It is not just BlackRock that has an opportunity to use its ownership clout.
Goldman Sachs, for example, took a stake in Cabela’s, the outdoor and firearms retailer — which sells AR-15’s — as part of a private equity deal it financed last year when Bass Pro Shops acquired Cabela’s. Why Goldman Sachs, which has had its own share of bad publicity over the years and always talks about being in the business of making sound judgments, would actively participate in a deal for a major gun retailer is baffling. (Several Goldman employees told me there has been a lot of conversations about how embarrassing it is that the firm was involved in the transaction.)
But now that Goldman is involved, it has a chance to use whatever influence it can muster to bring about reforms. The bank says it has been in touch with Cabela’s management so we’ll have to see what happens next.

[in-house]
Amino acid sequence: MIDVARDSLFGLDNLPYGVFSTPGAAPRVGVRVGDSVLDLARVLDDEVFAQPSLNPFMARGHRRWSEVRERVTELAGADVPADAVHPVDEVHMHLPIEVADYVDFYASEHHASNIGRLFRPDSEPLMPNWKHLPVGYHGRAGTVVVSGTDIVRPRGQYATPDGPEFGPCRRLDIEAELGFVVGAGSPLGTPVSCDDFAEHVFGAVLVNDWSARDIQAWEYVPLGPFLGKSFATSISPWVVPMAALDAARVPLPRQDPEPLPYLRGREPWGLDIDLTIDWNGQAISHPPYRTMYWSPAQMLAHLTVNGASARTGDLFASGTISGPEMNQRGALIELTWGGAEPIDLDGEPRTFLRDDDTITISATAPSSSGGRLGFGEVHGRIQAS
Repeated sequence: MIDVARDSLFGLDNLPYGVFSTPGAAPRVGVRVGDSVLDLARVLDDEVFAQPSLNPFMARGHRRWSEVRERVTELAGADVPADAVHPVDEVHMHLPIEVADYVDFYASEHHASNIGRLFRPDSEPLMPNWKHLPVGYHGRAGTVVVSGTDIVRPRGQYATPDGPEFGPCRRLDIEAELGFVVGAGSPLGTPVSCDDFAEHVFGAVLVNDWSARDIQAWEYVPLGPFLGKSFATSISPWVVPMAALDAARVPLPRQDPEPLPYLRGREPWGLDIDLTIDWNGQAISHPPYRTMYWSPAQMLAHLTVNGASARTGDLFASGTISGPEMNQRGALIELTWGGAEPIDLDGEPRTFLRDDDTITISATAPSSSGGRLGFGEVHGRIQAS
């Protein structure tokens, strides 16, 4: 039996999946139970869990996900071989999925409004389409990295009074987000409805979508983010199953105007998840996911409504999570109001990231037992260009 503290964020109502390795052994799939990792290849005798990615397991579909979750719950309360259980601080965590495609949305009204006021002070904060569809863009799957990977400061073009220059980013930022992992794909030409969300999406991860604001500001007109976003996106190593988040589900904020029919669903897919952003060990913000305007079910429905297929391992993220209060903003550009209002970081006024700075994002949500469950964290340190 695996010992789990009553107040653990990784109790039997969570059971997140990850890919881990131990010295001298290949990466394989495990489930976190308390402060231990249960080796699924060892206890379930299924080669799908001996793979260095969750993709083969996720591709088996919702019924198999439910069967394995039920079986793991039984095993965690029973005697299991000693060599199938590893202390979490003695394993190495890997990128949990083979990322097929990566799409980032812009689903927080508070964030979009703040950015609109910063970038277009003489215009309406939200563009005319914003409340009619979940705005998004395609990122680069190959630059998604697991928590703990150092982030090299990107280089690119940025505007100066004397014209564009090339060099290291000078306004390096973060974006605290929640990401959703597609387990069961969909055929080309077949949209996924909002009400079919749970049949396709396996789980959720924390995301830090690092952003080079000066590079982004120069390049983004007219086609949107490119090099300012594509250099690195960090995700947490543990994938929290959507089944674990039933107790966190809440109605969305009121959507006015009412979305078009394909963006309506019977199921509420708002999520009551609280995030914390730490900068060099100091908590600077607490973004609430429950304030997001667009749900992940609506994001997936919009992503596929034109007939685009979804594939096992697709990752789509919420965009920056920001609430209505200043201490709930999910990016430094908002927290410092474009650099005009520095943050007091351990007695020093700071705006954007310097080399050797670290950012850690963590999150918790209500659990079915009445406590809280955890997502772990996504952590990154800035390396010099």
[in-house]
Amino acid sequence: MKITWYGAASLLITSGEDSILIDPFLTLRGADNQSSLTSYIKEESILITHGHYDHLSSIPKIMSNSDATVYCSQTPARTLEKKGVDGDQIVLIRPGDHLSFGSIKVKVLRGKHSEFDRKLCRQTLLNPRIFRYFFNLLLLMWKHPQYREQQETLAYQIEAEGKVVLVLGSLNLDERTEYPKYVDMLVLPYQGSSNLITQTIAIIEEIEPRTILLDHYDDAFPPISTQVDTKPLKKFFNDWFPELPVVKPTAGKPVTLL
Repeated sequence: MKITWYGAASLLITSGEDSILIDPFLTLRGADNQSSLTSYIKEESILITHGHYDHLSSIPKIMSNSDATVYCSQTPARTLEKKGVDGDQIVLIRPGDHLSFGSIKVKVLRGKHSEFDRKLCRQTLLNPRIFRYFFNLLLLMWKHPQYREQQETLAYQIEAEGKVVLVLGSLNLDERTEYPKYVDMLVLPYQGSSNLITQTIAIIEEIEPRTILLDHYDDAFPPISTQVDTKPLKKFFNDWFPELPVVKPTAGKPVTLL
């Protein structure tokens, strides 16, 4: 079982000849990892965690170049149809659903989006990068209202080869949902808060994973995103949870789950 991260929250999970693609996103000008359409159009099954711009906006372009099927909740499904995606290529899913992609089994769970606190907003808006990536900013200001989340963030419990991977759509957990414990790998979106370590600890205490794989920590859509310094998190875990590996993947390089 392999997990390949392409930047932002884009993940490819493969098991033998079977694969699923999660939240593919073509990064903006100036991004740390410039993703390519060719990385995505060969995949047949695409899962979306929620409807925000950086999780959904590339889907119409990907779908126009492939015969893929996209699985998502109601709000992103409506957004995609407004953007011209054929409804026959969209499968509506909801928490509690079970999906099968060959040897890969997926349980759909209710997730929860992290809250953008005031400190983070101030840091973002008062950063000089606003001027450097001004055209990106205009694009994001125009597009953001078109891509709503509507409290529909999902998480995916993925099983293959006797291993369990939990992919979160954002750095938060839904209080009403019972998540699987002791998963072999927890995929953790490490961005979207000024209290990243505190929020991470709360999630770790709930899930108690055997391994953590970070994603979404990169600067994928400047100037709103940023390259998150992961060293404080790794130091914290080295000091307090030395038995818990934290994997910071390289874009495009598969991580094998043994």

Others are also surveying the landscape.
“We will be engaging with weapons manufacturers and distributors to seek greater transparency from them on the ways that they will support the safe and responsible use of their products,” State Street, the financial services firm, said in a statement. Vanguard is talking to manufacturers, but it has not taken a public stance.
For gun-control advocates, any business that invests in gun makers or retailers may seem an anathema. But given the pressure already coming from the outside, the best chance for real change may end up coming from those very same investors.